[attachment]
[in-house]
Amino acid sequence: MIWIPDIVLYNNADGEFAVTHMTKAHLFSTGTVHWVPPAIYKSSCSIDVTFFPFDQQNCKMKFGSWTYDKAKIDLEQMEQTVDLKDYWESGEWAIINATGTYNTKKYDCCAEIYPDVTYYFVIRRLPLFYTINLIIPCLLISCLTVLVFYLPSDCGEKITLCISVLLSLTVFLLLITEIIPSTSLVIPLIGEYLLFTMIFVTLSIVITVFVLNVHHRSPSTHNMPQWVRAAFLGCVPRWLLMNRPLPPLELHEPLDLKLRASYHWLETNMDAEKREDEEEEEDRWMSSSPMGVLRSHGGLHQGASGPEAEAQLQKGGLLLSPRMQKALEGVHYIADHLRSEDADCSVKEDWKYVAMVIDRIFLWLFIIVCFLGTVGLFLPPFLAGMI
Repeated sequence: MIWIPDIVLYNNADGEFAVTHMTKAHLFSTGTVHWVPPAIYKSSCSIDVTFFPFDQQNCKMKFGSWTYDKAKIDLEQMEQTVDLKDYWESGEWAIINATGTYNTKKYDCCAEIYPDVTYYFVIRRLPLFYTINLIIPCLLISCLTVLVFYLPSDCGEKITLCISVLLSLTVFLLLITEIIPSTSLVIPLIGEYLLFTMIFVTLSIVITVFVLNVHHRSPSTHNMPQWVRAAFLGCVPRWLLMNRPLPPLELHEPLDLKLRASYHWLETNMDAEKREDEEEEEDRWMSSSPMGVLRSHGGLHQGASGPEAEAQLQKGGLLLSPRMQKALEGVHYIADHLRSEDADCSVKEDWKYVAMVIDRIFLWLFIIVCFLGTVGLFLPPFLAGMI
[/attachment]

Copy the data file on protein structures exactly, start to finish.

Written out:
[in-house]
Amino acid sequence: MIWIPDIVLYNNADGEFAVTHMTKAHLFSTGTVHWVPPAIYKSSCSIDVTFFPFDQQNCKMKFGSWTYDKAKIDLEQMEQTVDLKDYWESGEWAIINATGTYNTKKYDCCAEIYPDVTYYFVIRRLPLFYTINLIIPCLLISCLTVLVFYLPSDCGEKITLCISVLLSLTVFLLLITEIIPSTSLVIPLIGEYLLFTMIFVTLSIVITVFVLNVHHRSPSTHNMPQWVRAAFLGCVPRWLLMNRPLPPLELHEPLDLKLRASYHWLETNMDAEKREDEEEEEDRWMSSSPMGVLRSHGGLHQGASGPEAEAQLQKGGLLLSPRMQKALEGVHYIADHLRSEDADCSVKEDWKYVAMVIDRIFLWLFIIVCFLGTVGLFLPPFLAGMI
Repeated sequence: MIWIPDIVLYNNADGEFAVTHMTKAHLFSTGTVHWVPPAIYKSSCSIDVTFFPFDQQNCKMKFGSWTYDKAKIDLEQMEQTVDLKDYWESGEWAIINATGTYNTKKYDCCAEIYPDVTYYFVIRRLPLFYTINLIIPCLLISCLTVLVFYLPSDCGEKITLCISVLLSLTVFLLLITEIIPSTSLVIPLIGEYLLFTMIFVTLSIVITVFVLNVHHRSPSTHNMPQWVRAAFLGCVPRWLLMNRPLPPLELHEPLDLKLRASYHWLETNMDAEKREDEEEEEDRWMSSSPMGVLRSHGGLHQGASGPEAEAQLQKGGLLLSPRMQKALEGVHYIADHLRSEDADCSVKEDWKYVAMVIDRIFLWLFIIVCFLGTVGLFLPPFLAGMI